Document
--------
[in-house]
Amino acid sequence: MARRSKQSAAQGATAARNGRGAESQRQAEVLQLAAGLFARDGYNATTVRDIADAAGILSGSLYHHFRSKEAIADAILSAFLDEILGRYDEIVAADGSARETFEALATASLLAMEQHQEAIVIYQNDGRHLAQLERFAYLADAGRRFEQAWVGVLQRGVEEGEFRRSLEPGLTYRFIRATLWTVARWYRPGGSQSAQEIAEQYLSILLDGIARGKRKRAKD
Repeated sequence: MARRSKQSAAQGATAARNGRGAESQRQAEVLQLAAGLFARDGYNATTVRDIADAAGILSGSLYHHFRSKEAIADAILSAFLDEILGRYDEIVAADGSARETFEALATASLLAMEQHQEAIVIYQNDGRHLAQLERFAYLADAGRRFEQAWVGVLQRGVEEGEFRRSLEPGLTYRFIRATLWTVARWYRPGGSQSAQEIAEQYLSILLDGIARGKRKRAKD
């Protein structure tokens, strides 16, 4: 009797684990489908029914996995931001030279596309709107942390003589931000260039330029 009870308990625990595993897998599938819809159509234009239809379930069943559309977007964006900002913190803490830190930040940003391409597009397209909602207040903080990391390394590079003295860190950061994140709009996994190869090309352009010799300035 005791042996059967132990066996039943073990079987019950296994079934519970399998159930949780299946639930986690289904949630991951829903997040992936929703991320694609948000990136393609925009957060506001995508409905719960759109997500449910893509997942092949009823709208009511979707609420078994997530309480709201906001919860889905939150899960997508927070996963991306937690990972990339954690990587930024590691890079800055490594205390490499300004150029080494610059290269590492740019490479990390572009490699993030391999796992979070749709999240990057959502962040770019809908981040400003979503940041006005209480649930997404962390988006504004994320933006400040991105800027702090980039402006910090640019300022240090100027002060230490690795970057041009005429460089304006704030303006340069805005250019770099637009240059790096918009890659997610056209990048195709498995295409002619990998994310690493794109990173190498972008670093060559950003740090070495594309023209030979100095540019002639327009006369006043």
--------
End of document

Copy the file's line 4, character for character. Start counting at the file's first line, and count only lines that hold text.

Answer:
């Protein structure tokens, strides 16, 4: 009797684990489908029914996995931001030279596309709107942390003589931000260039330029 009870308990625990595993897998599938819809159509234009239809379930069943559309977007964006900002913190803490830190930040940003391409597009397209909602207040903080990391390394590079003295860190950061994140709009996994190869090309352009010799300035 005791042996059967132990066996039943073990079987019950296994079934519970399998159930949780299946639930986690289904949630991951829903997040992936929703991320694609948000990136393609925009957060506001995508409905719960759109997500449910893509997942092949009823709208009511979707609420078994997530309480709201906001919860889905939150899960997508927070996963991306937690990972990339954690990587930024590691890079800055490594205390490499300004150029080494610059290269590492740019490479990390572009490699993030391999796992979070749709999240990057959502962040770019809908981040400003979503940041006005209480649930997404962390988006504004994320933006400040991105800027702090980039402006910090640019300022240090100027002060230490690795970057041009005429460089304006704030303006340069805005250019770099637009240059790096918009890659997610056209990048195709498995295409002619990998994310690493794109990173190498972008670093060559950003740090070495594309023209030979100095540019002639327009006369006043």